Wet and… NOT dead!

fuchsia 001 I bought this fuchsia at the Toronto Plant Society sale last year.  It’s a miniature, Encliandra Fuchsia… its name will come back to me or you can search past posts for fuchsia if you’re crazy about them, too.  (last year was my Summer of Fuchsia Madness, but I still love them quite a bit!)

(okay, I searched myself; it’s called encliandra “Lottie Hobby”)

Anyway, they have an expression in emergency medicine, or at least, on the show ER, on which my sum total of ER knowledge is based (okay, also a bit on Grey’s Anatomy and House; these are the only 3 shows I watch these days)… the expression is:  “you’re not dead until you’re WARM and dead.” 

Because apparently people are often brought in frozen and soggy and the first priority is warming them to normal body temperature, at which point often miracles happen and presumed corpses sit up and start speaking.

Or whatever.

Part of why I fell in love with fuchsias, besides the fact that they all (single, double, upright, multicolour, whatever) manage to look so endearingly ridiculous is that they are perennials, but so many gardeners here just threw them away.  I resolved not to throw it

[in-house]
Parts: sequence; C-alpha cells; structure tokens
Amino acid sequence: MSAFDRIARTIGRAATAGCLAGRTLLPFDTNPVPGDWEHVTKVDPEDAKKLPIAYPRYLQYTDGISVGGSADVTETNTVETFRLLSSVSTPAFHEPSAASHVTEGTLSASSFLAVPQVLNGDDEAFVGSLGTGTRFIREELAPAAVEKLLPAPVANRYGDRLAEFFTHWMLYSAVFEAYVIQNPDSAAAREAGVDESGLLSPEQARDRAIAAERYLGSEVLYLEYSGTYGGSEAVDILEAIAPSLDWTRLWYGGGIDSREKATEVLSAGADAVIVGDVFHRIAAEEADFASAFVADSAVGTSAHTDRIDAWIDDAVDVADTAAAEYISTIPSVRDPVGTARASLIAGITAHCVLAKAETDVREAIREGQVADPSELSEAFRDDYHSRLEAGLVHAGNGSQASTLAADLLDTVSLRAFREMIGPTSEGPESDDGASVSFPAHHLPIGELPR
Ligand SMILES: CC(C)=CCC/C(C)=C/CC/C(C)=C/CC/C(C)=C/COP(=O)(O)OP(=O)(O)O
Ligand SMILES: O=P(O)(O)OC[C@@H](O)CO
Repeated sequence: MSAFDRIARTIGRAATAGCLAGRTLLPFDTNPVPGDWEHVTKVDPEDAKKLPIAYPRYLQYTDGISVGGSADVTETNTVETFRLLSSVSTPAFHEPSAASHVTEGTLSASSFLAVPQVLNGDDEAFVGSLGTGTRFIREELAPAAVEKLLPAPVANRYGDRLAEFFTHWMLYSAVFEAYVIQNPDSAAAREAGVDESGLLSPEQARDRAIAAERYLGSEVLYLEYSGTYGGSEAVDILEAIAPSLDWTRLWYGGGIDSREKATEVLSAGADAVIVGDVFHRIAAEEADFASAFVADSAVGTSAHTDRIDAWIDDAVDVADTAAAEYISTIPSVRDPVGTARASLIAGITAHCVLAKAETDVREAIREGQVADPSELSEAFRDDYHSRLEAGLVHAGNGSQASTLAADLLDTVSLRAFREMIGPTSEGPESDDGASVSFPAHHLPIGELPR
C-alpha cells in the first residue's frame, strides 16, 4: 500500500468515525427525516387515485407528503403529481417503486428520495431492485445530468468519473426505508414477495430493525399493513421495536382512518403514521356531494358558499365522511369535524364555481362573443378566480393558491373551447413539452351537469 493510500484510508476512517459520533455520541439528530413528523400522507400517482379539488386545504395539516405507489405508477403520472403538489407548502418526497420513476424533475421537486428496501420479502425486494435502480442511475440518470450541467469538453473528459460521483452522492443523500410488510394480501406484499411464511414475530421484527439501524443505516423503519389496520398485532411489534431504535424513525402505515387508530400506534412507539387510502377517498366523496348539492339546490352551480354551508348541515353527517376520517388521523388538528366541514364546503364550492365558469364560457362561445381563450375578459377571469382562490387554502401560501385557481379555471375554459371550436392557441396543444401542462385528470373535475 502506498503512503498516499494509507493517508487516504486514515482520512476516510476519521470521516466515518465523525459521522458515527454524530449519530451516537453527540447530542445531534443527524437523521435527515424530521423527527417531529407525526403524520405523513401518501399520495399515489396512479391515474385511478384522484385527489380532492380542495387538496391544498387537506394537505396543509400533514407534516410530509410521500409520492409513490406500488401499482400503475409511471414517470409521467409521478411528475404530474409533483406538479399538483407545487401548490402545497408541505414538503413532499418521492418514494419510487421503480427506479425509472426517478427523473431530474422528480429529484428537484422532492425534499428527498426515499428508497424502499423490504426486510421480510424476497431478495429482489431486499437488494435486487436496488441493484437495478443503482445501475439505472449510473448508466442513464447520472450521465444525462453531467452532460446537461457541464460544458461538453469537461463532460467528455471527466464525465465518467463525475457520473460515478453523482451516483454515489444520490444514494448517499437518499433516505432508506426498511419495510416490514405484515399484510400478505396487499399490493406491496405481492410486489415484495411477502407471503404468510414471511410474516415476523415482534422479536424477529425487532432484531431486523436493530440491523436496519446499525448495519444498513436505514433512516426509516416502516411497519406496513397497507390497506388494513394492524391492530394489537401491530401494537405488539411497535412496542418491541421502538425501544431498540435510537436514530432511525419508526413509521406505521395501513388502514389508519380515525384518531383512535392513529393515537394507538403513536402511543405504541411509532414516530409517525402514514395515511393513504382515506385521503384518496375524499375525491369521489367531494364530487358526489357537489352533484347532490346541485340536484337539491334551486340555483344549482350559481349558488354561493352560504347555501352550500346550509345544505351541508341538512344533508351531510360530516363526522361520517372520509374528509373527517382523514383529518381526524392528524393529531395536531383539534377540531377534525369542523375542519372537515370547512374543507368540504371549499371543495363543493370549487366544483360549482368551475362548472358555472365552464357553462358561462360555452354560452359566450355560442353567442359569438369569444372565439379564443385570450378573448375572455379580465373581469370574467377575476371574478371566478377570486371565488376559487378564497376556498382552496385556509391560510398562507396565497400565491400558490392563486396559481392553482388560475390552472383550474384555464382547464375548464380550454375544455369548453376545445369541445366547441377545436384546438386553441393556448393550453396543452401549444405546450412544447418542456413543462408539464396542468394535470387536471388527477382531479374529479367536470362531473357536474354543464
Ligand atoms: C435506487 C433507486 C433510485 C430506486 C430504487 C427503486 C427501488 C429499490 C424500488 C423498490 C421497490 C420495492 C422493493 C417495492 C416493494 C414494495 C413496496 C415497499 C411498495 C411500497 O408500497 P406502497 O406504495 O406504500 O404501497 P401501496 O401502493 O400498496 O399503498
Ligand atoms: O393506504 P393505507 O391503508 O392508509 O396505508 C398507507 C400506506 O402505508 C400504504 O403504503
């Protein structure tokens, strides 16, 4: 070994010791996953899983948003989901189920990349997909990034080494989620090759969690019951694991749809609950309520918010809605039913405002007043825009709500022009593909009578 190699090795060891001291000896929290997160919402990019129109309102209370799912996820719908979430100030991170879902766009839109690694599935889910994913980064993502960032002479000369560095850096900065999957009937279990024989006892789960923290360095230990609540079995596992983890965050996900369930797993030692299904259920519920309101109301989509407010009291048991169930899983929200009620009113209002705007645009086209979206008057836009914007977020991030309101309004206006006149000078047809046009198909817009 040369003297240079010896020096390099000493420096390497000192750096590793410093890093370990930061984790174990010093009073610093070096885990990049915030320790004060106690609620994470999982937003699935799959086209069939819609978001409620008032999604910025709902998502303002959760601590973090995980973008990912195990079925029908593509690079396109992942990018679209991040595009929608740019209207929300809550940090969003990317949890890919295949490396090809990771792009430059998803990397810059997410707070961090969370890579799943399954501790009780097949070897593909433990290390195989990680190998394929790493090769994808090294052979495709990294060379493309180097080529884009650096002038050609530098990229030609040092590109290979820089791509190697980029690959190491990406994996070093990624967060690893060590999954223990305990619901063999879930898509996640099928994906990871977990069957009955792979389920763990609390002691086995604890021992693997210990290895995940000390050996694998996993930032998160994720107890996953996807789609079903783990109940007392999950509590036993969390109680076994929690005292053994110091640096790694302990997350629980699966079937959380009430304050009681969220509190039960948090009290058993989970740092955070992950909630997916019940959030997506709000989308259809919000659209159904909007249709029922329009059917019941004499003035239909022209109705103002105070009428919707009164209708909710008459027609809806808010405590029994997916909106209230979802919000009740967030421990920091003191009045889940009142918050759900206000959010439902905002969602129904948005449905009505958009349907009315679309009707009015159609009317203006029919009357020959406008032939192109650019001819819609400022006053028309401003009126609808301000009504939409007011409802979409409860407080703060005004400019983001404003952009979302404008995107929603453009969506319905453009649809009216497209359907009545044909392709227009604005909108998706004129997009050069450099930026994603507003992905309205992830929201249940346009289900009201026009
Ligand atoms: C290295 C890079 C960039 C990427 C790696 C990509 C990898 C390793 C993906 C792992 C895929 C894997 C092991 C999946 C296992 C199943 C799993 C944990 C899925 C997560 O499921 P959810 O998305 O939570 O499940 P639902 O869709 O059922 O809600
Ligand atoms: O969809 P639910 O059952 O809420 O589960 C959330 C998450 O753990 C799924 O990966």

Anyway, mea culpa, despite my love, I neglected this fuchsia a great deal through last fall and the first part of this winter until I moved the coleus down to the greenhouse, by which point it was a collection of brittle, crispy leaves and sticks that used to be a fuchsia.  It flowered rather frantically in November, perhaps to get my attention, and then settled in to die from inconsistent watering.

Hence my new expression:  “it’s not dead until it’s WET and dead.”  And since I cut back a lot of truly dead stuff and started watering this plant regularly, a couple of weeks ago, it has indeed begun bouncing back.  It is not sitting up and speaking yet, but as you can see in this picture, it is valiantly producing a few new leaf buds on the central stems.

Very brave, and I promise to reward its faith in me with better care in the future.


More great reading